Ringed knives are pretty awesome, and I like them a lot. They have their drawbacks, as do all weapons. The big thing for me when selecting a ringed knife is being able to use it as intended, through the ring, or utilizing it more conventionally with a traditional forward/reverse grip; this is a size issue. There are smaller variants available, but I view those as tertiary blades rather than as a primary or secondary due to their limited use. Above all, select something that works for you and your lifestyle and train with it routinely; always seek to further your knowledge and skill at arms regardless of the tool. Knives are like firearms and to be good at using them you need to practice drawing and striking with them regularly. Competence is far more dangerous than a sharp edge.
Featured image courtesy of the author.
This article was written by Kurt T
Outdoor Edge is a small but growing knife manufacturer that offers a variety of knives suited for the outdoors and everyday carry (EDC). The Outdoor Edge Divide folding knife reviewed here is a fun knife that is currently available in two different sizes: a 3” blade or a 3.5” blade in either a plain or half-serrated edge. The Divide doesn’t reinvent the wheel, it takes pride in being a simple but practical folding knife. It is a worthy knife to have that is also a low-cost alternative in a market dominated by big name manufacturers.
- Blade: 3.0” / 7.6cm
- Overall: 6.9” / 17.5cm
- Weight: 3.0oz / 85g
- MSRP: $46.95
- Blade: 3.5” / 8.9cm
- Overall: 8.2” / 20.8cm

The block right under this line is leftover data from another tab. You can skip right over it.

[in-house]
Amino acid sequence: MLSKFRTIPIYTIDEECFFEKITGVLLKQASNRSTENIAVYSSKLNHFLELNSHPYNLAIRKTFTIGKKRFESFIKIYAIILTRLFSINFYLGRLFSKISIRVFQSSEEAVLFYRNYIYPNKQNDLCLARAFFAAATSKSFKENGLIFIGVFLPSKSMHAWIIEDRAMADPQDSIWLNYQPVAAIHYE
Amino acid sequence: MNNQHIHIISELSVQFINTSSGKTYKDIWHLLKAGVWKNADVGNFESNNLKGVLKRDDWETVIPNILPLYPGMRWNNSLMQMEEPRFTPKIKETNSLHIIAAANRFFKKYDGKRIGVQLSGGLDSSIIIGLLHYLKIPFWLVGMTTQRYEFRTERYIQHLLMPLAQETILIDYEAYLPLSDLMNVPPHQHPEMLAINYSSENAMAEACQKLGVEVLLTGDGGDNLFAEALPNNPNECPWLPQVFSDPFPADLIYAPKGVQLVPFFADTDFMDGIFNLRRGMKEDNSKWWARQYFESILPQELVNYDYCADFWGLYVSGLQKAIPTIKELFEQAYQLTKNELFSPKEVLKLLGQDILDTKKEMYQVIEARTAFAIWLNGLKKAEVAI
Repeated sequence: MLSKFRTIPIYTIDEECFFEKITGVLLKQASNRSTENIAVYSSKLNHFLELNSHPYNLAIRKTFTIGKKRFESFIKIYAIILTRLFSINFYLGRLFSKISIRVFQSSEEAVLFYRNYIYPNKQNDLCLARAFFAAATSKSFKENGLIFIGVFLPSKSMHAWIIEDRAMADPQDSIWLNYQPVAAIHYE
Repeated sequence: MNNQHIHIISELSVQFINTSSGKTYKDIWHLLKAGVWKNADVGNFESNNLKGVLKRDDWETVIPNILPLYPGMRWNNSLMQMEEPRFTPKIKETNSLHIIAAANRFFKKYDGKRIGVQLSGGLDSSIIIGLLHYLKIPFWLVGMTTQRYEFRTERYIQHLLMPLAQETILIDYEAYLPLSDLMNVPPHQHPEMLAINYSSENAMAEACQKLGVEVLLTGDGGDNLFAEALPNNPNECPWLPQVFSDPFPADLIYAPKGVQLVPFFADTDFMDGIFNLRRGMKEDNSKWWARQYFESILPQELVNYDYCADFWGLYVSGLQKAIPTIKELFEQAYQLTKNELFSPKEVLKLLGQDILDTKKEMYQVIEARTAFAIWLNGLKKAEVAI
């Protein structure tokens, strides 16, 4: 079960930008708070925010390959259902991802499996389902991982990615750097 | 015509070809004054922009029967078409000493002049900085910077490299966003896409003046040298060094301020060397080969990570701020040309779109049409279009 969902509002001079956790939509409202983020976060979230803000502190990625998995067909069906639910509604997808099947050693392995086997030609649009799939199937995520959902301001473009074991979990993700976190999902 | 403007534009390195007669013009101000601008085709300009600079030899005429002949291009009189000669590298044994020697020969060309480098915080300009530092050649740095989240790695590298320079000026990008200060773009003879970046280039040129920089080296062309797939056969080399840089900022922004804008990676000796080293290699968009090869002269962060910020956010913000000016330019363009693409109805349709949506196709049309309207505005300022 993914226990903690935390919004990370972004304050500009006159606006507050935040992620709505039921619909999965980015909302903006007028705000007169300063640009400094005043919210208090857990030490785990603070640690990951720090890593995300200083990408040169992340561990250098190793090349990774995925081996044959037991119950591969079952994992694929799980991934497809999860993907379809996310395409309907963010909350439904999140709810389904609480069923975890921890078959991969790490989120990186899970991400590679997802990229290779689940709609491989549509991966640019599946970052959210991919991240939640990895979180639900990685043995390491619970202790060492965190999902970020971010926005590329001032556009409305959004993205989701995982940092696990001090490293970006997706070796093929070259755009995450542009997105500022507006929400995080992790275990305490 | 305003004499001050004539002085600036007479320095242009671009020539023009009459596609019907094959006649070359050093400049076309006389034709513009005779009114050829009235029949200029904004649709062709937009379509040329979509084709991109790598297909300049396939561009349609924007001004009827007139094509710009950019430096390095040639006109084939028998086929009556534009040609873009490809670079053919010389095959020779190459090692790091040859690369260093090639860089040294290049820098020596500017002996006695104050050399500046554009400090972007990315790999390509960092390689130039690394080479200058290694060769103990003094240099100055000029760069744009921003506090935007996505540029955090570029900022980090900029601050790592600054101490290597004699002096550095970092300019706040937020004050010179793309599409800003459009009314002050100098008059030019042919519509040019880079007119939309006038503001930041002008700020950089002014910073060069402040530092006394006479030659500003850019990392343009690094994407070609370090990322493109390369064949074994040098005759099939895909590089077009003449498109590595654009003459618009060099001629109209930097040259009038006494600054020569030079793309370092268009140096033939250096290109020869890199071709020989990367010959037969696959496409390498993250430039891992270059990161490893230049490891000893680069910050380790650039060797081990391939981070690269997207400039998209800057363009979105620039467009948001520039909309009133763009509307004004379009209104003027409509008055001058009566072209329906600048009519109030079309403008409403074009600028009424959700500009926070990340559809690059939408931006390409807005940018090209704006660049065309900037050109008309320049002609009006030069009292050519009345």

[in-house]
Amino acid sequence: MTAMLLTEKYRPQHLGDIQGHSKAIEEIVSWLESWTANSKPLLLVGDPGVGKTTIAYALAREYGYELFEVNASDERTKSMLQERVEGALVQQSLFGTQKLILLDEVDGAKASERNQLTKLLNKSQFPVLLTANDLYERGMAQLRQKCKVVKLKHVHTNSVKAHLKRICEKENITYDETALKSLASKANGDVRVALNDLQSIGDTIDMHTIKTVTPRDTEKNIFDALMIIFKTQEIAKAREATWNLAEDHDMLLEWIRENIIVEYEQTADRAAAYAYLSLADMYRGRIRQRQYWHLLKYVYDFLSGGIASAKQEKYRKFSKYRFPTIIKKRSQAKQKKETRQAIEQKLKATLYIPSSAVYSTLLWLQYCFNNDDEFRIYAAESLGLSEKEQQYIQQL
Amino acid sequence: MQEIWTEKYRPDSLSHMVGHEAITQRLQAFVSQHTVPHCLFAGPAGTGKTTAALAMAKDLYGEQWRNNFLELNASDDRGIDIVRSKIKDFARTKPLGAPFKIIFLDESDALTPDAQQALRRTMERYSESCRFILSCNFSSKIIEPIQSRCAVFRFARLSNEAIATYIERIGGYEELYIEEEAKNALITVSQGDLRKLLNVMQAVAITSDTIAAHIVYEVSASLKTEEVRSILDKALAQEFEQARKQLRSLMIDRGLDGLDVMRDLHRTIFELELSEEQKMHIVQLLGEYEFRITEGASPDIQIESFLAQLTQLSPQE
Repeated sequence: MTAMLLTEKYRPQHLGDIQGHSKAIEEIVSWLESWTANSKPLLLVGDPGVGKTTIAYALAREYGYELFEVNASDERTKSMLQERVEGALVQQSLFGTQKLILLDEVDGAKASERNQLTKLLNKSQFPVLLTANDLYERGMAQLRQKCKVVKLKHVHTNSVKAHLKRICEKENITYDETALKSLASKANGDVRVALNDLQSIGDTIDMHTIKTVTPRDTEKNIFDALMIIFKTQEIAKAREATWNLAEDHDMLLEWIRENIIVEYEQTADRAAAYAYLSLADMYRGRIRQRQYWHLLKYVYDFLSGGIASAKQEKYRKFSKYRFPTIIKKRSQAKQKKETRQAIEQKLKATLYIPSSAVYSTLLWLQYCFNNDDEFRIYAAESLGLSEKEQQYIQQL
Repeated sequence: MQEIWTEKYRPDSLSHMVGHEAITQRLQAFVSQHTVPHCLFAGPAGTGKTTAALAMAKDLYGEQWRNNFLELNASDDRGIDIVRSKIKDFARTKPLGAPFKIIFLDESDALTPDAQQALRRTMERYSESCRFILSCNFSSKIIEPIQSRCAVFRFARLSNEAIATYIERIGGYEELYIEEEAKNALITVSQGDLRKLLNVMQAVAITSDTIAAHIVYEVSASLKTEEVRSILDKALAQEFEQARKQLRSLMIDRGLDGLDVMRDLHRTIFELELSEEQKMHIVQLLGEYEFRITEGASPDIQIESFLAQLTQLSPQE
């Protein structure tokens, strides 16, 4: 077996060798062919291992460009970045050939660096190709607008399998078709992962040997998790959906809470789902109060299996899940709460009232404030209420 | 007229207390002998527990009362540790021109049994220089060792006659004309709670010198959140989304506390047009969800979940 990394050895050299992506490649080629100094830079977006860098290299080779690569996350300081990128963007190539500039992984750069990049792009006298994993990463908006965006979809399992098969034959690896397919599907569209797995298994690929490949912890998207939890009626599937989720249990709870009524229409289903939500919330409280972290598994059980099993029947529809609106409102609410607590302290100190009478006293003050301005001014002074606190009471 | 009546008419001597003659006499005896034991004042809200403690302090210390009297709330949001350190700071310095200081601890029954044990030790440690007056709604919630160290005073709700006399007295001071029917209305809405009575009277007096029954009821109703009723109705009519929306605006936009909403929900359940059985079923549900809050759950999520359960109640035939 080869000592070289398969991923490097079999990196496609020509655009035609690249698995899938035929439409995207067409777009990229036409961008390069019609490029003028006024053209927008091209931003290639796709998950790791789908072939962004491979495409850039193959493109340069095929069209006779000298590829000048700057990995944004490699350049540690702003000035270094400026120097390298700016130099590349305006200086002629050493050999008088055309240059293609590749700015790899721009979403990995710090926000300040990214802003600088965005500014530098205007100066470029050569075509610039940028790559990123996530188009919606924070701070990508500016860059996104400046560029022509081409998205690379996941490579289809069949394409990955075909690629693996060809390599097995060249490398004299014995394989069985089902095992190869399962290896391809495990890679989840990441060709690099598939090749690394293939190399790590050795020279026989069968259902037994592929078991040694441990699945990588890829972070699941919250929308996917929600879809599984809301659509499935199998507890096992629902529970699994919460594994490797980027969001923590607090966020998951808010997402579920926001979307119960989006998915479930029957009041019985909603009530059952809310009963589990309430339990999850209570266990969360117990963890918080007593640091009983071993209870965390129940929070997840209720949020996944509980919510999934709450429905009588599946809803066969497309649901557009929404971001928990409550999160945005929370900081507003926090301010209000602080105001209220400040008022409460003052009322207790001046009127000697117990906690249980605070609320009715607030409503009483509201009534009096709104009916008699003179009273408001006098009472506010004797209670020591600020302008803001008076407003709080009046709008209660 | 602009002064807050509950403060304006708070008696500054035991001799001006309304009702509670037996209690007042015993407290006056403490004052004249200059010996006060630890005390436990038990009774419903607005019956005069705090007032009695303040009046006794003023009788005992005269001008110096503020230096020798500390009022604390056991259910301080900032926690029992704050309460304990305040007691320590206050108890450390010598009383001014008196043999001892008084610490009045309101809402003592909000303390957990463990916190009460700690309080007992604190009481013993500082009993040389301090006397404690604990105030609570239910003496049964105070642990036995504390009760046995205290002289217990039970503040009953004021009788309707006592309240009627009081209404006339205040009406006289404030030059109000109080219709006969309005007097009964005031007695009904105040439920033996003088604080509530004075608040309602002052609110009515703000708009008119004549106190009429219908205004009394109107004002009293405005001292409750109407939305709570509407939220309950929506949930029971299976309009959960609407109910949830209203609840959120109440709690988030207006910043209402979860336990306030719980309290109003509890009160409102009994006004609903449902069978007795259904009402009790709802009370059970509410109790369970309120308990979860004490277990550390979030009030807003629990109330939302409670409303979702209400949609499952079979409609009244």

- Weight: 4.2oz / 119g
- MSRP: $49.95
- Steel: 8Cr13MoV Stainless with Blackstone™ coating
- 18 Ball-bearing pivot system
- Opener: Flipper plus double-sided thumb stud
- Handle: Black/Red G10 and titanium coated 420J2 stainless
- Pocket-Clip: 420 Stainless with Blackstone™ coating
- Lock: Integral Frame-Lock
Specifications courtesy of Outdoor Edge
As I mentioned in previous knife reviews, 8Cr13MoV is a budget-quality steel. It isn’t necessarily a bad steel since steel quality ultimately comes down to the heat treatment used (which is exclusive to the manufacturer and undisclosed), but it won’t hold an edge as well as more premium-grade steels. However, 8Cr13MoV is pretty easy to sharpen; this is often the type of tradeoff you can expect from inexpensive knives. It doesn’t mean it’s a cheap knife, it’s just a compromise for being offered at a low price.
The actual design of the knife itself is practical for everyday use. On one side of the handle you have G-10, which offers a little texture to the handle, and the other side is made of titanium-coated stainless steel. The decision to go with a half steel handle was to implement the frame lock system. The frame lock system functions the same way as the common liner lock but is much more reliable because the frame is often a much thicker steel without extra components. The only real issue with the frame lock, aside from personal preference, is that it is not ambidextrous. However, the deployment of the knife is ambidextrous, so this isn’t necessarily a con.